An Iranian official on Thursday warned that the country's uranium enrichment program will continue if the United States slaps Tehran with more sanctions against the country's stance on nuclear weapons.
"Naturally, if there is no agreement on the issue (of Iran's nuclear program) then both sides can return to their previous positions," the General director of Iran's Foreign Ministry Political and International Security Department, Hamid Baedinejad told reporters at the country's embassy in Moscow, according to RT.
"Iran can continue to develop its nuclear program from the perspective that benefits the country's national interests. Iran will continue its development and we will install more centrifuges."
The warning comes days after Iranian parliament on Tuesday passed a bill asking the government to continue with all its nuclear activities if the United States passes new sanctions.
In his address, Baedinejad accused US Congress members of being "interested" in bringing forward more anti-Iran sanctions. "American Congress has radical elements. There is an element, which can implement sanctions against Iran," he said.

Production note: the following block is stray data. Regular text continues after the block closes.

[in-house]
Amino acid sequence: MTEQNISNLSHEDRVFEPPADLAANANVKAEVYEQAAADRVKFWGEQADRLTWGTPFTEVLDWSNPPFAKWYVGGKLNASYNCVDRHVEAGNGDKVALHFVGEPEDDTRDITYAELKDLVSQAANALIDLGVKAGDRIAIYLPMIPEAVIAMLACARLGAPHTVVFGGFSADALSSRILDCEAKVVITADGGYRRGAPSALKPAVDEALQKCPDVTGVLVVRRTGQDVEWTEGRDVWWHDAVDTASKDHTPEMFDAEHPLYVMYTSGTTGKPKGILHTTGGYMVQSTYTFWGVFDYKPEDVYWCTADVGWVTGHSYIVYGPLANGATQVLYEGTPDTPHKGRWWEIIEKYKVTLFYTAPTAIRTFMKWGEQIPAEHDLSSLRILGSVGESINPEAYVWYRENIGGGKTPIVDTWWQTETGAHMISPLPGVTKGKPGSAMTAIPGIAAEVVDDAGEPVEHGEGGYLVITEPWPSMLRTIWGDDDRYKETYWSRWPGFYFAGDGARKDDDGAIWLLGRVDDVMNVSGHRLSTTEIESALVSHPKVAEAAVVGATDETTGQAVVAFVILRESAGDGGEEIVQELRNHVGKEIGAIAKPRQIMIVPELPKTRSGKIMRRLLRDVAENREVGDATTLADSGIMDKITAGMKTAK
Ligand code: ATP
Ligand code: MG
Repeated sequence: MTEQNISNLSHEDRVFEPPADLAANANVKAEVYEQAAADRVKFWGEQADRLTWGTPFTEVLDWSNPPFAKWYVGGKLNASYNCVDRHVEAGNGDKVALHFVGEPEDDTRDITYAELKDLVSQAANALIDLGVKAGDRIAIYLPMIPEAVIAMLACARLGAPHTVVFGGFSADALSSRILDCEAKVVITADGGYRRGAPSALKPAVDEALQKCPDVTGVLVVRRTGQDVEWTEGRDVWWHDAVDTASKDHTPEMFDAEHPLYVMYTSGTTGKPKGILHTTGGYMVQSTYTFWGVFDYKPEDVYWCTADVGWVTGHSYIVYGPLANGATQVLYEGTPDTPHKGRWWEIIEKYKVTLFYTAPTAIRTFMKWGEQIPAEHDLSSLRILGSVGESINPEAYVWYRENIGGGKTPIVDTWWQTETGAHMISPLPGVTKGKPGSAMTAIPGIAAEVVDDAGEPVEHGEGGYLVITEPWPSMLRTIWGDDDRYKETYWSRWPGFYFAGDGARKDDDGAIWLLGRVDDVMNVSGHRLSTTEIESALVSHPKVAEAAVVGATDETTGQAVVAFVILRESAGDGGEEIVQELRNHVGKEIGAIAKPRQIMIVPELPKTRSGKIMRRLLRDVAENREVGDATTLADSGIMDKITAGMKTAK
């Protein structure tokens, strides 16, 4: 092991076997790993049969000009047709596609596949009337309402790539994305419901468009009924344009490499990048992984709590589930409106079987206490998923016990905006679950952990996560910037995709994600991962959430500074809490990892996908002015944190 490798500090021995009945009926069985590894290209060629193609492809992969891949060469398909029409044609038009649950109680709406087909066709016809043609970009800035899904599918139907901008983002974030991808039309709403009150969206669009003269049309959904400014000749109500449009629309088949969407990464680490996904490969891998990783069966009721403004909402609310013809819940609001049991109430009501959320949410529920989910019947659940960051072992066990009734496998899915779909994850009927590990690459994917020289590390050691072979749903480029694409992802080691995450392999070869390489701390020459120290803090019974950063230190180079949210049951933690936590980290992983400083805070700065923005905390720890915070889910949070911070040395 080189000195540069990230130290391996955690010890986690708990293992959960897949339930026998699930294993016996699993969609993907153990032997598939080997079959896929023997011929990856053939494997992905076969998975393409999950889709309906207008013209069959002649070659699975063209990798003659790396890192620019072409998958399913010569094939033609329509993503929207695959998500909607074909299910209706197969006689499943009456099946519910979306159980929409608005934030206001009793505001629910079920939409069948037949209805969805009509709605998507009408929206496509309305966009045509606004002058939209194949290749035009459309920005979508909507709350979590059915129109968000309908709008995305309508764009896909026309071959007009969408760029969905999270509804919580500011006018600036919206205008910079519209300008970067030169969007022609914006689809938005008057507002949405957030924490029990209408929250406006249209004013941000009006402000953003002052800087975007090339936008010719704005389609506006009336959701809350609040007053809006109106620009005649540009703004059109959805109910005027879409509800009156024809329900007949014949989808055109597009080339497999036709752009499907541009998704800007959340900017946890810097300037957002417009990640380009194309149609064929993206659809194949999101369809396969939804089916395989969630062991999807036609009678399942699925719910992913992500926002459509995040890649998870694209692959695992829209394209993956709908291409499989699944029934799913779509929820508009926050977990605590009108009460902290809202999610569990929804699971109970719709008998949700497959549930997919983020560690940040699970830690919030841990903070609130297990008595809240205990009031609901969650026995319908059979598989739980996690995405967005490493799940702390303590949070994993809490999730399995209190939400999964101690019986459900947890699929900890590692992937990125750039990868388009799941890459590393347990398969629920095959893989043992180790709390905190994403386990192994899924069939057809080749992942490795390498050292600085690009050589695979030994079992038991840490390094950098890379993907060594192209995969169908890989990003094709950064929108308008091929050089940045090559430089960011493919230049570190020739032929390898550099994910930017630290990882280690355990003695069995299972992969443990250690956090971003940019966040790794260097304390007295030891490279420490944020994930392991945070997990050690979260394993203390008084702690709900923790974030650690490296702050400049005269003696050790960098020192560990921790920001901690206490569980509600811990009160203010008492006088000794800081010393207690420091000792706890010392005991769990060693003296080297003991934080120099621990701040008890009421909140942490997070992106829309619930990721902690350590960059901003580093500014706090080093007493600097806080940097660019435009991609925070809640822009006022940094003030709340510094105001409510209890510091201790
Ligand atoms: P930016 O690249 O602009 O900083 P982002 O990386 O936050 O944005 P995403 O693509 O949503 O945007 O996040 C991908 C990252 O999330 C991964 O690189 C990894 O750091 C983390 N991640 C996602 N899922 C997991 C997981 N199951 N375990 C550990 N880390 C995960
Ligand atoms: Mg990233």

The development comes close on the heels of President Obama vowing to veto any new sanctions imposed on Iran, during his State of the Union Speech held in January.
"When I came into office, I made a commitment that Iran would not obtain nuclear weapons, that we would do everything we could to prevent that," Obama had said during the much talked-about address.
"If Iran obtained a nuclear weapon than it would trigger an arms race in the Middle East, make our job in terms of preventing the proliferation...much more difficult."
Delegations from the US, Russia, China, United Kingdom, and France, plus Germany (P5+1) started talks with the Iranian delegation in Geneva on 15 January, a dialogue that is likely to continue till June. According to the delegation, an agreement would hopefully be reached by March although experts are of the view that the dialogue might end in a stalemate.
In his remark about Iran's nuclear program, Obama had said:
"I will veto a bill that comes to my desk. And I will make this argument to the American people as to why I'm doing so. And I respectfully request them to hold off for a few months to see if we have the possibility of solving a big problem without resorting potentially to war. And I think that's worth doing."